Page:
On 28 September 2023 the Attorney-General announced the Government’s response (Response) to the Privacy Act Review Report of 16 February 2023 (Report). The Report contains 116 proposals for reforms of Australia’s privacy laws. The Response agrees to 38 proposals, agrees in-principle to 68 proposals and notes 10 proposals.

We have previously provided 16 key takeaways in relation to the Report. It seems our key takeaways anticipated the main aspects of the Response. Our revised, more detailed, 25 things you need to know from the Response are as follows:


  • Removal of the $3 million turnover threshold, meaning more (smaller) businesses as well as individuals will be considered ‘APP Entities’ and be required to comply with the Privacy Act and Australian Privacy Principles (APPs). However, the Government will provide a transitional and consultation period to facilitate education and compliance amongst those that will be subject to the Privacy Act for the first time. Sub $3 million turnover entities conducting activities that pose a significant privacy risk will not have the benefit of the transition period and will be expected to comply


  • An expansion of what constitutes ‘personal information’ and ‘sensitive information’, including obligations regarding technical and inferred information (such as IP addresses and device identifiers). Sensitive information will include genomic information as well as information inferred from information that is not otherwise sensitive information.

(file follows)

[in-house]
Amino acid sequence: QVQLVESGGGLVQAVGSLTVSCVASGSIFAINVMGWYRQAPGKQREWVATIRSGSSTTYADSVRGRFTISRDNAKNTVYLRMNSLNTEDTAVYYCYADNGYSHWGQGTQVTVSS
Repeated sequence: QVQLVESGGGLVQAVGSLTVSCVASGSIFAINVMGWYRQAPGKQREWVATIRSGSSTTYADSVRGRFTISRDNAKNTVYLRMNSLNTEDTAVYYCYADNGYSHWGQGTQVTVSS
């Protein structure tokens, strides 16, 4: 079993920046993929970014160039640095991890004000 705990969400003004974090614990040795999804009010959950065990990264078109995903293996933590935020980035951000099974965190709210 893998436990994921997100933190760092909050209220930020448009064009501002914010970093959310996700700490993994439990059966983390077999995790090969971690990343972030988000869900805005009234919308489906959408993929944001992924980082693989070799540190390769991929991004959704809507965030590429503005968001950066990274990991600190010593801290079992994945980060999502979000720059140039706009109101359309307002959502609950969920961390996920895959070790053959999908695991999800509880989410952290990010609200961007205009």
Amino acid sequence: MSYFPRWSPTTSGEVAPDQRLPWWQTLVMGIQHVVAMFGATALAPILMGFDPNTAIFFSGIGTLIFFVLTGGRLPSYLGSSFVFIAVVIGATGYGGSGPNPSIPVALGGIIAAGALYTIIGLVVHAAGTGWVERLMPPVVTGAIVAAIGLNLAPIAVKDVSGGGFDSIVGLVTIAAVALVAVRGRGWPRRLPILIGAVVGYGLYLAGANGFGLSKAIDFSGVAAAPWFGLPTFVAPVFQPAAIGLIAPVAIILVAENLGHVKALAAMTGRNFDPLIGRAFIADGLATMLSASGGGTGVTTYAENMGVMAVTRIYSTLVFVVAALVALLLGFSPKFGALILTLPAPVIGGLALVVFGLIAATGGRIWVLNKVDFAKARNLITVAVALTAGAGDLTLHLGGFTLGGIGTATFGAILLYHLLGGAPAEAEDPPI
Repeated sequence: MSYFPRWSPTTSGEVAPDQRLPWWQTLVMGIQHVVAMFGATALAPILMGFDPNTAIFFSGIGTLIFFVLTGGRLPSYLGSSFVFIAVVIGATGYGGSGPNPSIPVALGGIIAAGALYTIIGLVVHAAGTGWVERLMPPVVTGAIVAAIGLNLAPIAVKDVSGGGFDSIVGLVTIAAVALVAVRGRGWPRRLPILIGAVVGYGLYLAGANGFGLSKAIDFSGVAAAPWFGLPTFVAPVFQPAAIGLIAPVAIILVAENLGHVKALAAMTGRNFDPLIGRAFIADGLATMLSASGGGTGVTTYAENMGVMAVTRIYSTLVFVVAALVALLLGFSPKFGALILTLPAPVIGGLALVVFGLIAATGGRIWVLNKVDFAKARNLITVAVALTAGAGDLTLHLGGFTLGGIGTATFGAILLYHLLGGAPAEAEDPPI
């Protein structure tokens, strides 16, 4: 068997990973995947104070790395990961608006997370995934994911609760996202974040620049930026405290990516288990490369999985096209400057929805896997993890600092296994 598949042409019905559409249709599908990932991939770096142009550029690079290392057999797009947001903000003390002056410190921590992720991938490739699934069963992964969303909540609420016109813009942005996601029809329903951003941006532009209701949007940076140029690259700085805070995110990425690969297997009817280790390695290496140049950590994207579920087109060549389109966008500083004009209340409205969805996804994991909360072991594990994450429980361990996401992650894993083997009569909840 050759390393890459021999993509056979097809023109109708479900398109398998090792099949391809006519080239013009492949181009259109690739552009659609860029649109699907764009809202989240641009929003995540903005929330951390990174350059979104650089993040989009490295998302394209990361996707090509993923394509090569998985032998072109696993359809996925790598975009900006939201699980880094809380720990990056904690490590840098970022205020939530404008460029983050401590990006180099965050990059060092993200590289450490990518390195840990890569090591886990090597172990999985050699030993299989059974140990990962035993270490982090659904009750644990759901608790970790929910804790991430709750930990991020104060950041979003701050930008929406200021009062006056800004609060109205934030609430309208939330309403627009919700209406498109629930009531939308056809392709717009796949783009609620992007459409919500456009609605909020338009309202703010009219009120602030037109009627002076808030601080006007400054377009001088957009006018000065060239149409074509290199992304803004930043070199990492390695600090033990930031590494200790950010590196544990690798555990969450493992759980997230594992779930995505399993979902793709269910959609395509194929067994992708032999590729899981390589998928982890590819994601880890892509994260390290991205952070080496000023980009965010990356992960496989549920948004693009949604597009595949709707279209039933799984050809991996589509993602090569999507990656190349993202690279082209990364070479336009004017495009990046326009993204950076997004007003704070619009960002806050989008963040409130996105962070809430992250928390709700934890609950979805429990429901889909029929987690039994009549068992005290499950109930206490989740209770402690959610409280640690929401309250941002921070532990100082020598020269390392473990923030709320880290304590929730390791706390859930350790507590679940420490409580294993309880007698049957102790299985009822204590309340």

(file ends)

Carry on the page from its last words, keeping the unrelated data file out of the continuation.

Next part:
• Enhanced requirements to obtain consent, meaning a clear affirmative act, that is voluntary, informed, unambiguous, specific and current. Regarding consent, it is proposed that the Privacy Act be amended to expressly recognise the ability for individuals to withdraw consent in an easily accessible manner.
  • That ‘disclosure’ occurs when an entity makes information accessible or visible to others outside the entity and releases the subsequent handling of the personal information from its effective control.
  • That ‘collection’ includes information obtained from any sources and by any means, including inferred or generated information.

Fair and Reasonable Requirement

  • New requirements that, irrespective of whether consent has been obtained by an APP Entity, that the collection, use and disclosure of personal information be fair and reasonable in the circumstances, and legislated factors be implemented relevant to assessing the requirement.

Employee Information

  • Employee records of current or former private sector employees are presently exempt from the Privacy Act. Following consultation, the employee records exemption is to be amended to provide enhanced protections for private sector employees. This means greater obligations on employers as to how employee information is managed.


  • An express requirement that APP Entities appoint or designate a senior employee responsible for privacy.
  • A requirement for APP Entities to determine and record the purposes for which they will collect, use and disclose personal information at or before the time they collect it and to record secondary purposes at or before the time of undertaking the secondary use or disclosure.